EU court: Only real milk can be named milk

22-06-2017 | |
Photo: Dreamstime
Photo: Dreamstime

Soya milk could be a thing of the past as the European Union’s Court of Justice ruled the term ‘milk’ can only be used for products deriving from animals.

There has been some concerns in recent times over whether plant based products can be marketed with the terms milk, cheese, butter or yoghurt. Following a case taken against a German company that produces and distributes vegetarian and vegan foods calling them ‘milk’, ‘cheese’ and ‘butter, the court ruled this week that these names must only refer to animal products. Purely plant-based products cannot, in principle, be marketed with designations such as ‘milk’, ‘cream’, ‘butter’, ‘cheese’ or ‘yoghurt’, which are reserved by EU law for animal products, the court said. The same is true if those designations are accompanied by clarifying or descriptive terms indicating the plant origin of the product concerned. However, there are some exceptions to the ruling.

Marketing of non-milk products

German based TofuTown produces and distributes vegetarian and vegan foods under the designations ‘Soyatoo Tofu butter’, ‘Plant cheese’, ‘Veggie Cheese’, ‘Cream’ and other similar designations. The Verband Sozialer Wettbewerb, a German association whose responsibilities include combatting unfair competition, took the view that promoting those products infringes the EU legislation on designations for milk and milk products.

Consequently, it brought an action against TofuTown for a prohibitory injunction before the Landgericht Trier. However, TofuTown considers that its advertising does not infringe the relevant legislation. It argues that the way in which consumers understand those designations has changed considerably in recent years.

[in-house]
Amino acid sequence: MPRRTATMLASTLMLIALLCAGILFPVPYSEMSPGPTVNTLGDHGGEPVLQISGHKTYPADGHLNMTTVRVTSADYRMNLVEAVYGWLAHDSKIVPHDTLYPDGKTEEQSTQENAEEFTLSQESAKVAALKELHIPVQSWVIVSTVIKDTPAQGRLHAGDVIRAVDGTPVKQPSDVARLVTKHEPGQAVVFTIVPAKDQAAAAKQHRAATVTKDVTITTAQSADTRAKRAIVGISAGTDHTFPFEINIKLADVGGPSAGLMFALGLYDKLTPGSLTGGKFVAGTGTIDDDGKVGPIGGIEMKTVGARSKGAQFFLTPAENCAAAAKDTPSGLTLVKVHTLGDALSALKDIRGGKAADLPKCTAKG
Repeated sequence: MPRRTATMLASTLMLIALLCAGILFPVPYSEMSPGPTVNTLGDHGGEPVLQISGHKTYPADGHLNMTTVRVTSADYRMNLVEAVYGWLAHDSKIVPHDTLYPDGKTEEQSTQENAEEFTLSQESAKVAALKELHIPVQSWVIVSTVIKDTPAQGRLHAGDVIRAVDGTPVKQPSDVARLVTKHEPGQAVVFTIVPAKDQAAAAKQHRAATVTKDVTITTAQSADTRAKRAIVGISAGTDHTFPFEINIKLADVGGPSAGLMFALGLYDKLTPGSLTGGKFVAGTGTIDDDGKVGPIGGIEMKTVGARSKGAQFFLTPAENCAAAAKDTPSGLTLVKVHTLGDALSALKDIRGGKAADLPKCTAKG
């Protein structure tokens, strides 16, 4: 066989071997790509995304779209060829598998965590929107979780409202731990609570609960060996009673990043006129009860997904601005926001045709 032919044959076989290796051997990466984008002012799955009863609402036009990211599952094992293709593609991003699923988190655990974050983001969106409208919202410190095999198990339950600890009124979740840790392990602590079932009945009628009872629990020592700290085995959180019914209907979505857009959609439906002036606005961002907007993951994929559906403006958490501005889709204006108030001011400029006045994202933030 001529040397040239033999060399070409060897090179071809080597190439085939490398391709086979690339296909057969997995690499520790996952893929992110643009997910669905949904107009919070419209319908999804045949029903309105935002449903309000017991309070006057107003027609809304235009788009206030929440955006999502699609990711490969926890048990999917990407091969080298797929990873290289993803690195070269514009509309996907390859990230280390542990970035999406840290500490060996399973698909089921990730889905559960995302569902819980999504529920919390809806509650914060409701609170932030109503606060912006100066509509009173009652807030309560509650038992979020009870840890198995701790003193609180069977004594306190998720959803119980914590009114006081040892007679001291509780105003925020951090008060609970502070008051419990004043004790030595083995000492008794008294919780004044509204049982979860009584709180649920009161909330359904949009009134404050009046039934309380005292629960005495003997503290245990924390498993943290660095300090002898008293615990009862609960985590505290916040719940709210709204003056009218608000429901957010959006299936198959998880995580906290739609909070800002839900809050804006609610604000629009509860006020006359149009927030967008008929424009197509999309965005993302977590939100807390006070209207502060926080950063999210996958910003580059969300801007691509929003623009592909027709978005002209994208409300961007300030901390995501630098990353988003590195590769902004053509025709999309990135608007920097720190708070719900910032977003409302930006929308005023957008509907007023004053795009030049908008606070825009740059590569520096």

Photo: Dreamstime

Photo: Dreamstime

Moreover, it does not use designations such as ‘butter’, or ‘cream’ on their own, but always in association with words referring to the plant origin of the products concerned, such as ‘tofu butter’ or ‘rice spray cream’. In that context, the Landgericht asked the Court of Justice to interpret the relevant EU legislation. In the judgement the Court observed that, in principle, for the purposes of the marketing and advertising in question, the relevant legislation reserves the term ‘milk’ only for milk of animal origin. In addition, except where expressly provided, that legislation reserves designations like ‘cream’, ‘chantilly’, ‘butter’, ‘cheese’ and ‘yoghurt’ solely for milk products, that is products derived from milk.

The court concluded that the designations set out above cannot be legally used to designate a purely plant-based product unless that product is mentioned on the list of exceptions, which is not the case for soya or tofu. The court explained that the addition of descriptive or clarifying additions indicating the plant origin of the product concerned, such as those used by TofuTown, has no influence on that prohibition. It also added, that interpretation of the relevant legislation does not conflict with the principle of proportionality or the principle of equal treatment. As, for example, the product traditionally designated ‘crème de riz’ in French. Similarly, among those exceptions the use, in the designation of a product, of ‘cream’ is expressly permitted under certain conditions with an additional term, in particular in order to designate spirituous beverages or soups.

Dairy sector happy

Alexander Anton, the secretary general of the European Dairy Association, was pleased with the ruling. He said: “The unique and natural blend of micro- and macronutrients of milk and dairy products cannot be matched by any plant-based products. The European Court of Justice ruling protects European consumers. Dairy terms like ‘milk’, ‘butter’, ‘whey’, ‘cheese’ or ‘yogurt’ cannot be used by vegetable ersatz-products. Even in explaining the difference on the packaging, those plant-based products are not allowed to misuse our dairy terms for marketing their products. This is a good day for dairy, a good day for European citizens and a good day for Europe.”

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Chris Mccullough Freelance multi-media journalist